As Tensions over Ukraine Rise, Estonian Government Pledges More Money for Defense

With the security environment along Europe’s eastern borders with Russia worsening, the Estonian government is planning to invest more in the country’s defense capability by adding an additional EUR380 million ($431 million) to topline budgets over the coming years.

The bulk of the funding – EUR340 million (90 percent) – is earmarked for the reinforcement of the Estonian Defense Forces’ direct defense capabilities, while the remainder will go towards non-military developments that help strengthen overall national defense. The latter includes secure communications solutions for the Foreign Service to ensure resiliency and open lines with allies and foreign embassies during a crisis.

Estonia is in the midst of a 10-year National Defense Development Plan. Under this plan, military allocations are to remain at or above 2 percent of national GDP, with any funding for direct infrastructure and/or maintenance costs related to hosting allied NATO forces to be additional to the 2 percent earmark (meaning not factored into the minimum 2-percent-of-GDP annual defense allocation).

The country is directing force modernization spending  toward improving the readiness of the ground forces through the replacement of small arms, acquisition of night-vision equipment, and replenishment and modernization of man-portable anti-tank weaponry, as well as acquiring armored vehicles and artillery. There is also a requirement for the development of sea surveillance capabilities and an air operations command center.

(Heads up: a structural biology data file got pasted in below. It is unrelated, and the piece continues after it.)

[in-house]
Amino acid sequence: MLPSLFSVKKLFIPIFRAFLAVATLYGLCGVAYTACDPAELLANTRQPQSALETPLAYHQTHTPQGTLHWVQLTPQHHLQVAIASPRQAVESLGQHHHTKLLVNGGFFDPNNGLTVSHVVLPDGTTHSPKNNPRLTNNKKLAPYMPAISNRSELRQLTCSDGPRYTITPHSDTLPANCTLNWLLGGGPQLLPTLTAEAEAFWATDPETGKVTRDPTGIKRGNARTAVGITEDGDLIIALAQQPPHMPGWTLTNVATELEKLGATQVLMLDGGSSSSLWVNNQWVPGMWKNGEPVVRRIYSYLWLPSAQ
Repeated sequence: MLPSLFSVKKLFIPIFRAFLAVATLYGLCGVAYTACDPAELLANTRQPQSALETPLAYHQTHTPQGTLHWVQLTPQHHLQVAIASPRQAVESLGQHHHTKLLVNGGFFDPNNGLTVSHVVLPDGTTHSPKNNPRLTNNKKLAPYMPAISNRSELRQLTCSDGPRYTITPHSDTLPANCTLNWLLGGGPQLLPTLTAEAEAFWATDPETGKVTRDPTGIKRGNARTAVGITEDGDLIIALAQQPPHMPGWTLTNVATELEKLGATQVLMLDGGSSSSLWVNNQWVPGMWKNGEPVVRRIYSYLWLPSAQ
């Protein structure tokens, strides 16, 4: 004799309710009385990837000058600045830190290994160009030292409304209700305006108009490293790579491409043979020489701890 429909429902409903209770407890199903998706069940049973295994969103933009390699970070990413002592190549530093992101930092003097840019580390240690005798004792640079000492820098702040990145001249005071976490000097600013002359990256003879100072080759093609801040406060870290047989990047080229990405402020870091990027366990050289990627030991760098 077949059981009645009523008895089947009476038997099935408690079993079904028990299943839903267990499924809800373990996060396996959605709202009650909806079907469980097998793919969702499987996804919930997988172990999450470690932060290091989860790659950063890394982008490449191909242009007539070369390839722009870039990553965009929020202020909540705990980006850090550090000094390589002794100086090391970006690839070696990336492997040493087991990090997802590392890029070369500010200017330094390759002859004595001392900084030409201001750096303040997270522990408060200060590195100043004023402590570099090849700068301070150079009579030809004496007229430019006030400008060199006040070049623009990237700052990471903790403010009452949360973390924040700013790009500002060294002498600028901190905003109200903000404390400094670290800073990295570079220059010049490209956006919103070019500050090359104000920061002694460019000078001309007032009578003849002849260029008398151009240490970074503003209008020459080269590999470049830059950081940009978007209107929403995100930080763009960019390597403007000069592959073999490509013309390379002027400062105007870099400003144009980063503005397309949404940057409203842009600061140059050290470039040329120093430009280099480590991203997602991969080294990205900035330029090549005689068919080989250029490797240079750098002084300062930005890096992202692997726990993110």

The defense budget for 2022 is the largest in Estonia’s independent history since 1991, representing a 16 percent year-on-year nominal increase over 2021 and amounting to 2.3 percent of national GDP.

Because of its small size and proximity to Russia, Estonia’s core national security concern involves potential Russian incursions into its territory by air, sea, and land, as well as other non-direct means of destabilizing the Estonian republic. These include  cyberattacks (as occurred in 2007 following the government’s decision to move a 6-ft statue of a Soviet Red Army soldier from the center of the capital city of Tallinn) or intentionally sowing civil discord among the significant ethnic Russian population (25 percent) as a pretext for invasion or separatist conflict.

Estonia and neighboring Latvia recognize the potential for Moscow to use the “plight” of its people abroad (often referred to as “compatriots”) as a pretense to undertake a variety of offensive measures against countries outside its borders. The takeover of the Crimean Peninsula from Ukraine in 2014 represented just one such as instance, as Moscow justified the annexation of the area as being necessary to protect the rights of Russian-speaking peoples outside the borders of the Russian Federation.

Because of its small size and location bordering Russia, Estonia has forged a consistent approach since 2012 of meeting and maintaining the NATO minimum level requirement of annual defense spending equal to at least 2 percent of GDP.

About Daniel Darling

Dan Darling is a senior analyst covering both the Europe and Asia-Pacific regions for Forecast International's International Military Markets group.

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